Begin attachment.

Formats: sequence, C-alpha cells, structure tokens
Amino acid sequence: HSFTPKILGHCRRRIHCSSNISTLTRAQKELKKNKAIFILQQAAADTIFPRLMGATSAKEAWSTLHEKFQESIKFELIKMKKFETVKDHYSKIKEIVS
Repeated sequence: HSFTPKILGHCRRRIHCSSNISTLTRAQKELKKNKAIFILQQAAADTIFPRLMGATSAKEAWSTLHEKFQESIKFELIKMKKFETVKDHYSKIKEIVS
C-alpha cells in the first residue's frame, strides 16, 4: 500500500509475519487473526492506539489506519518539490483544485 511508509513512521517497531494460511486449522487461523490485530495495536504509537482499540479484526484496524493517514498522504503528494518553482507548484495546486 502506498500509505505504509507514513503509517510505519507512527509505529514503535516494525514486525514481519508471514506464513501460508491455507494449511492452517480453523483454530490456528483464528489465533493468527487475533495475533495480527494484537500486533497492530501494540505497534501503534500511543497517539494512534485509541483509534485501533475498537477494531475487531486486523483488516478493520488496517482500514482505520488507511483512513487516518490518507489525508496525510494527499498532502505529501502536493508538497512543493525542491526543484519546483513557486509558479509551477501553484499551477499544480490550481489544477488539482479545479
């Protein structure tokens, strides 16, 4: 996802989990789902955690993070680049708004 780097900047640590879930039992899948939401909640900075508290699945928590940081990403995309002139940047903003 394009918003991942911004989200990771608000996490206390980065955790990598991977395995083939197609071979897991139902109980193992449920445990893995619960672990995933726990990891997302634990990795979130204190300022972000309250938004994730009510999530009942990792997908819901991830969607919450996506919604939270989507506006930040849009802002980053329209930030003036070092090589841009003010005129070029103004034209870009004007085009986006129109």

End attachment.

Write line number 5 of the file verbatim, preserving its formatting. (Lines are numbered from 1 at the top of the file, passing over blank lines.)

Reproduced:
């Protein structure tokens, strides 16, 4: 996802989990789902955690993070680049708004 780097900047640590879930039992899948939401909640900075508290699945928590940081990403995309002139940047903003 394009918003991942911004989200990771608000996490206390980065955790990598991977395995083939197609071979897991139902109980193992449920445990893995619960672990995933726990990891997302634990990795979130204190300022972000309250938004994730009510999530009942990792997908819901991830969607919450996506919604939270989507506006930040849009802002980053329209930030003036070092090589841009003010005129070029103004034209870009004007085009986006129109």